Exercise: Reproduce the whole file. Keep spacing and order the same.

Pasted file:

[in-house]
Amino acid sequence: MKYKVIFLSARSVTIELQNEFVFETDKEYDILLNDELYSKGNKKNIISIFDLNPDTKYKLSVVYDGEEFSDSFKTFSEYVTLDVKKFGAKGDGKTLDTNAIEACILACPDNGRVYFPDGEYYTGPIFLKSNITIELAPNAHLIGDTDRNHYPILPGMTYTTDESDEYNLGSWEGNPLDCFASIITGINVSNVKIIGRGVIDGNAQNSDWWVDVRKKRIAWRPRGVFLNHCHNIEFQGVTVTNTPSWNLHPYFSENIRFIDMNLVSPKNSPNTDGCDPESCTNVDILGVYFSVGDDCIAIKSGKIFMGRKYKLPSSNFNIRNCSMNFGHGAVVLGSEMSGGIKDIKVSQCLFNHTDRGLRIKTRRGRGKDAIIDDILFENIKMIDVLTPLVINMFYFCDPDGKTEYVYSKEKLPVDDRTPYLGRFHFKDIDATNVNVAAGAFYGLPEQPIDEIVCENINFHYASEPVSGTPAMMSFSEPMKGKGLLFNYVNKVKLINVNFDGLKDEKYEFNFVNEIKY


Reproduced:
[in-house]
Amino acid sequence: MKYKVIFLSARSVTIELQNEFVFETDKEYDILLNDELYSKGNKKNIISIFDLNPDTKYKLSVVYDGEEFSDSFKTFSEYVTLDVKKFGAKGDGKTLDTNAIEACILACPDNGRVYFPDGEYYTGPIFLKSNITIELAPNAHLIGDTDRNHYPILPGMTYTTDESDEYNLGSWEGNPLDCFASIITGINVSNVKIIGRGVIDGNAQNSDWWVDVRKKRIAWRPRGVFLNHCHNIEFQGVTVTNTPSWNLHPYFSENIRFIDMNLVSPKNSPNTDGCDPESCTNVDILGVYFSVGDDCIAIKSGKIFMGRKYKLPSSNFNIRNCSMNFGHGAVVLGSEMSGGIKDIKVSQCLFNHTDRGLRIKTRRGRGKDAIIDDILFENIKMIDVLTPLVINMFYFCDPDGKTEYVYSKEKLPVDDRTPYLGRFHFKDIDATNVNVAAGAFYGLPEQPIDEIVCENINFHYASEPVSGTPAMMSFSEPMKGKGLLFNYVNKVKLINVNFDGLKDEKYEFNFVNEIKY